When I am actually telling the story I used the water cycle to create, however, the narrative seems to flow much more smoothly when I use a metaphor of natural light as it changes during the course of four annual seasons. So in the essay, after introducing the concept of human community ecology and its emigration to the Americas in the first two chapters, I then proceed through a “winter solstice darkness of colonial ego” in the third chapter; a “spring equinox light of Blackamerican genesis and ring shout spirituals” in the fourth chapter; a “summer solstice light of Blackamerican exodus and Blues-matrix Gospel” in the fifth chapter; and an “autumnal equinox light of Blackamerican Pentecost and Hip Hop hybridity” in the sixth chapter. Each of these chapters covers one of my four quadrants, covering the past 500 years of US history. The seventh chapter asks four questions that suggest a problem-solving hypothesis based on my suggested correlation of an Anthropocene in non-human nature to an Anthropocene in human nature.

Originally, I attempted to avoid the potential confusion of a mixed metaphor by going back and changing the water metaphor in each quadrant to a light metaphor. After doing so and reflecting on it, however, it seemed both strained and ineffective. Obfuscating words seemed to overwhelm the visual, audible, and tactile imagery. Simply returning to the mix of metaphors, however, appeared to intuitively translate the embodied religious ecology that seems to flow so naturally in indigenous stories into a religious, scientific, and cosmological imagery of light within the more conceptual and less embodied languages of modern Western literature. 

In any event, after struggling through all of this analysis, I encountered a musical video on YouTube by Afro-Cuban pianist, composer and bandleader Omar Sosa that brought the two metaphors together so seamlessly that I embedded it in my online essay. I’ve also included it here below.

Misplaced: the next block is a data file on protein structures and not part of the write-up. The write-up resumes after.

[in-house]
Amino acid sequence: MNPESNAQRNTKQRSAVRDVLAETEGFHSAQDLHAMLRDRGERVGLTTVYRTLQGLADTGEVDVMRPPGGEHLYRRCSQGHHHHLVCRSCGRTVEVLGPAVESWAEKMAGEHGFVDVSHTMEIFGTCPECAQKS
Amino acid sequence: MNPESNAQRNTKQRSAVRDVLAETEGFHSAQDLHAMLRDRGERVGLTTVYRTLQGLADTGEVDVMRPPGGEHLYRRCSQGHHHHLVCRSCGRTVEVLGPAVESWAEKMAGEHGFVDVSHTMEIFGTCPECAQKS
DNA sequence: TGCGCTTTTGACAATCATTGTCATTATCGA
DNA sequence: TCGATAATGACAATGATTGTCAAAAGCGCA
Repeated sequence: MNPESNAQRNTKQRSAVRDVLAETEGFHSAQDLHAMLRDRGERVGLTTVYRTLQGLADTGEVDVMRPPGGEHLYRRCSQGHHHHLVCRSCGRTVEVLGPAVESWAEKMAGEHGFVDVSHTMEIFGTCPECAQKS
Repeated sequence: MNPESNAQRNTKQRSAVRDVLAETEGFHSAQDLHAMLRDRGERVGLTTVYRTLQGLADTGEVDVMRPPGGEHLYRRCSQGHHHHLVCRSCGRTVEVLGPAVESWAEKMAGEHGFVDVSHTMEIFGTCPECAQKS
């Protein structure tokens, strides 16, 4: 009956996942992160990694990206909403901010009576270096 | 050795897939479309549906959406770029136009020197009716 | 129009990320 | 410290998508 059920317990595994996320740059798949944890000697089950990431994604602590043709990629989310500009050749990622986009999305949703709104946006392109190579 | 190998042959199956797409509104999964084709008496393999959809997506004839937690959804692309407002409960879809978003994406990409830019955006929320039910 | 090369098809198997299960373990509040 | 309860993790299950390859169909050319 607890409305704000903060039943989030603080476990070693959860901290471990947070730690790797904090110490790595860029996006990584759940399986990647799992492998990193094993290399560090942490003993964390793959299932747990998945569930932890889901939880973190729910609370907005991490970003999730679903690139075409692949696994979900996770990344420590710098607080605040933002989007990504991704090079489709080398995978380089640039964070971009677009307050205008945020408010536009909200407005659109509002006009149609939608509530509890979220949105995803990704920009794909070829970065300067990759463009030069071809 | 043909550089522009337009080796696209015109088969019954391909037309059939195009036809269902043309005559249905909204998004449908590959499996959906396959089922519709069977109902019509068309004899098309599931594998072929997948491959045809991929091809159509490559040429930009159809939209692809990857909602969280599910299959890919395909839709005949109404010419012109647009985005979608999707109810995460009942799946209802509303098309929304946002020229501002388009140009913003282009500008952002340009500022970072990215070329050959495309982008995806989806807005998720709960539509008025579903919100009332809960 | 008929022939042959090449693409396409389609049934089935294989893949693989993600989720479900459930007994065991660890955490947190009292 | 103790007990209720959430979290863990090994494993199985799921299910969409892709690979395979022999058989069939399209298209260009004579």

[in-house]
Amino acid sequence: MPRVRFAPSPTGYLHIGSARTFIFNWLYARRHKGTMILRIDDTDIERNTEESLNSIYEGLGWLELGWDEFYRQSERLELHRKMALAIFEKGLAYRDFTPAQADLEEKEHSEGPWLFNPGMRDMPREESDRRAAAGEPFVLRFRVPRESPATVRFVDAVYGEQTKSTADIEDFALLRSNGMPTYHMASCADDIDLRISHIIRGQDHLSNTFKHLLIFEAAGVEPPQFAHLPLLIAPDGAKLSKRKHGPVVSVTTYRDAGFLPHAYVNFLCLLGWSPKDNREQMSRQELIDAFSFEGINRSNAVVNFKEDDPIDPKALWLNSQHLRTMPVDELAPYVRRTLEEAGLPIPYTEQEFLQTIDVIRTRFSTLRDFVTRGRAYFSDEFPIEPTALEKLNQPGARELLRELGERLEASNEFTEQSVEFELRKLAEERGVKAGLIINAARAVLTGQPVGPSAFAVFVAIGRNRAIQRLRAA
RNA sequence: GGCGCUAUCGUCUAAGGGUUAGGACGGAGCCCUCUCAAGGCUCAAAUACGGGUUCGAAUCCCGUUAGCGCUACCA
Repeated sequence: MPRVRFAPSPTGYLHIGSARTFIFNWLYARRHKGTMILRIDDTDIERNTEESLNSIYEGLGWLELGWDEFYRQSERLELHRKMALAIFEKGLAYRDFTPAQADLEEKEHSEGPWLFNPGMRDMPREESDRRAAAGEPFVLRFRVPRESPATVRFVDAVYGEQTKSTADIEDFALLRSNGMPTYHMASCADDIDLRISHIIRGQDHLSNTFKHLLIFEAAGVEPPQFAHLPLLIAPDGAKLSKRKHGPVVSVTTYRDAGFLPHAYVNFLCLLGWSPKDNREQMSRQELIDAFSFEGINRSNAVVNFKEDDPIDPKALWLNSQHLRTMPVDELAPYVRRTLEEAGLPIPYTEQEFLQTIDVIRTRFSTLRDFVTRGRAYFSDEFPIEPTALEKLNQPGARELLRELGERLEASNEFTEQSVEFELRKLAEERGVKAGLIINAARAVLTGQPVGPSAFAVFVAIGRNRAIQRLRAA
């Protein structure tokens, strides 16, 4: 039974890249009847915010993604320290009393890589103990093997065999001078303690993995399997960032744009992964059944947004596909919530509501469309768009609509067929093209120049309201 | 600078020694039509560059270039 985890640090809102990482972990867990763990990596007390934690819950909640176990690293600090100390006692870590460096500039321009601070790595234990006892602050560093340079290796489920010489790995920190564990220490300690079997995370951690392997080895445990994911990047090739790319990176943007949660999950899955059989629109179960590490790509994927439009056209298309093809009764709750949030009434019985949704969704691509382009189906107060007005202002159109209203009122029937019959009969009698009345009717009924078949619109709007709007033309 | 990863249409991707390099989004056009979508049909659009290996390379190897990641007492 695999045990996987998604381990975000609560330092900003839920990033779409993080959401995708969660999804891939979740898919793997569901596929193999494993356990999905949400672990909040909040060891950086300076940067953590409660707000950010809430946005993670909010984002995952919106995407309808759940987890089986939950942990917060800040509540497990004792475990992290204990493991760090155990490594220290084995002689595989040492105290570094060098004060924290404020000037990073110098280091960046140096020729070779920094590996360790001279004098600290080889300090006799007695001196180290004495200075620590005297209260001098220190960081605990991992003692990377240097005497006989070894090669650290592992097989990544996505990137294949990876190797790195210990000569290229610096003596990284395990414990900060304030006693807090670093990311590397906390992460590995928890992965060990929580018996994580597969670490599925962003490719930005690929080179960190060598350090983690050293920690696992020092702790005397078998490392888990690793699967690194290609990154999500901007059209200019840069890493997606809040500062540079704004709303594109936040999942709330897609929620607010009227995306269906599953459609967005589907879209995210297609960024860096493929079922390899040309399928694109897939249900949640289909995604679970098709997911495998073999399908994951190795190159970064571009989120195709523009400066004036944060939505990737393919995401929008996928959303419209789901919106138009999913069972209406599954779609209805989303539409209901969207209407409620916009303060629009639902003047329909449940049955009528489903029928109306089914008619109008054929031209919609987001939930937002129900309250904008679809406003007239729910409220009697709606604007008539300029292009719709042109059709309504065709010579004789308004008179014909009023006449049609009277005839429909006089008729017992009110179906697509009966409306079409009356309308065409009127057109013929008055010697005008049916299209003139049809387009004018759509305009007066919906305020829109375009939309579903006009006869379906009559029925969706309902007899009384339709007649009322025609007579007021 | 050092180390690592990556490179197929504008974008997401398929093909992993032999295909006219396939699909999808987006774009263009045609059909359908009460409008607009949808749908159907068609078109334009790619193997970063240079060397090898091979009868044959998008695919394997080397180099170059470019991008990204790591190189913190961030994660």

This also produced a kind of surprise result that didn’t show up in my academic research. As mentioned previously, the original research arranges the past half-millennium of history into four cycles, which I ultimately arrange as four quadrants of one large cycle at the conclusion. Upon doing so, the upcoming global climate crisis seems as if it might be accompanied or perhaps even preceded by a potentially much more catastrophic repeat of the human ‘climate crisis’ that modern Western culture visited upon the global hemisphere that started to become the Americas 500 years ago. The previous human climate crisis seems to have been caused in large part by abuse of emerging technologies, and revolutionary changes seem to be taking place in those same technologies now. The most important technology to refocus in addressing the Anthropocene, however, showed up as multi-national corporations, which I imagine as pseudo-religious community technologies focused on individual economic prosperity rather than on human community ecology embodying the Creator’s ego.

The hilltop memorial to Cesar Chavez and Dolores Huerta seemed to speak to me during this process with a confirming perspective that was indigenous to the  Americas. I’ve inserted a couple of landscape views that I took with my phone from that area after a recent rainstorm.

3 images: lands, sea, air, light – northern California. Photographs: Hassaun Jones-Bey © 2023

As I write this post, my online essay consists of an introduction and seven chapters. A major goal has been to make the whole thing flow like the river cycle that it flows from. There are two additional blog-length items as well. One is the story of a 400-year-old European song that emigrated to America during the antebellum period to eventually become a political rock song and jazz ballad. The other is a lyrical poem of Black religious experience, ‘Ms. Tubman’s Soldiers,’ that inspired the visual design of the homepage. I posted both of them previously and moved them around to try and make them fit. I ended up taking them down, however, upon realizing that they are not really part of the river I’m attempting to depict. Once the river is complete, I will probably put them back up separately, and also start reposting a lot of music that was just random stuff previously, but now has a meaningful context.

All of that said, I’m not really sure how or to what degree all of this really belongs in the ClimateCultures orbit. I am still thankful for the editorial feedback and stimulus to create a much better piece than I could have otherwise. I would also appreciate any such feedback from the broader community as well.


Find out more

You can read Hassaun’s online essay A Blues Gospel of Anthropocene? at his site, Peace Jungle, where hyperlinks throughout the essay text point to sources of additional information.

The newspaper articles about Chavez Park that Hassaun mentions are: Berkeley Marina Plan would destroy Cesar Chavez Park (Berkleyside, 24/4/22); and New Master Plan for Berkeley Waterfront Park (Berkeley Daily Planet, 1/4/23).

The book from which the English translation of the Akan proverb is taken is Michael Bakan’s World Music: Traditions and Transformations (McGraw Hill – now available in a 4th edition, 2024).